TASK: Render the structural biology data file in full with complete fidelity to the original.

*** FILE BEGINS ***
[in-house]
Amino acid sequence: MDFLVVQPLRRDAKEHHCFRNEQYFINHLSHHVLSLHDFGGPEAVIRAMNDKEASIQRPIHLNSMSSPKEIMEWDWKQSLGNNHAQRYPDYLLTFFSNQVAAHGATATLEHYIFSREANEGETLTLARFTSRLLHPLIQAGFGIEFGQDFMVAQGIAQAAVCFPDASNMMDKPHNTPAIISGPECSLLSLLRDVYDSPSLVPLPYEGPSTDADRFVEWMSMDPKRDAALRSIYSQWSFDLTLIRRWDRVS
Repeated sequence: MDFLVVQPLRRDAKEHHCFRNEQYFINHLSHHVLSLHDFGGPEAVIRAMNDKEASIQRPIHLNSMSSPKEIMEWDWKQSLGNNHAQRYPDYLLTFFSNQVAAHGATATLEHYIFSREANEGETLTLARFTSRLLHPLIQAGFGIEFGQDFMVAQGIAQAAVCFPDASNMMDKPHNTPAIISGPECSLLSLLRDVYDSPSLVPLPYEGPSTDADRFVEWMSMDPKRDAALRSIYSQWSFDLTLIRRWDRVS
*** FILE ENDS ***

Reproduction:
[in-house]
Amino acid sequence: MDFLVVQPLRRDAKEHHCFRNEQYFINHLSHHVLSLHDFGGPEAVIRAMNDKEASIQRPIHLNSMSSPKEIMEWDWKQSLGNNHAQRYPDYLLTFFSNQVAAHGATATLEHYIFSREANEGETLTLARFTSRLLHPLIQAGFGIEFGQDFMVAQGIAQAAVCFPDASNMMDKPHNTPAIISGPECSLLSLLRDVYDSPSLVPLPYEGPSTDADRFVEWMSMDPKRDAALRSIYSQWSFDLTLIRRWDRVS
Repeated sequence: MDFLVVQPLRRDAKEHHCFRNEQYFINHLSHHVLSLHDFGGPEAVIRAMNDKEASIQRPIHLNSMSSPKEIMEWDWKQSLGNNHAQRYPDYLLTFFSNQVAAHGATATLEHYIFSREANEGETLTLARFTSRLLHPLIQAGFGIEFGQDFMVAQGIAQAAVCFPDASNMMDKPHNTPAIISGPECSLLSLLRDVYDSPSLVPLPYEGPSTDADRFVEWMSMDPKRDAALRSIYSQWSFDLTLIRRWDRVS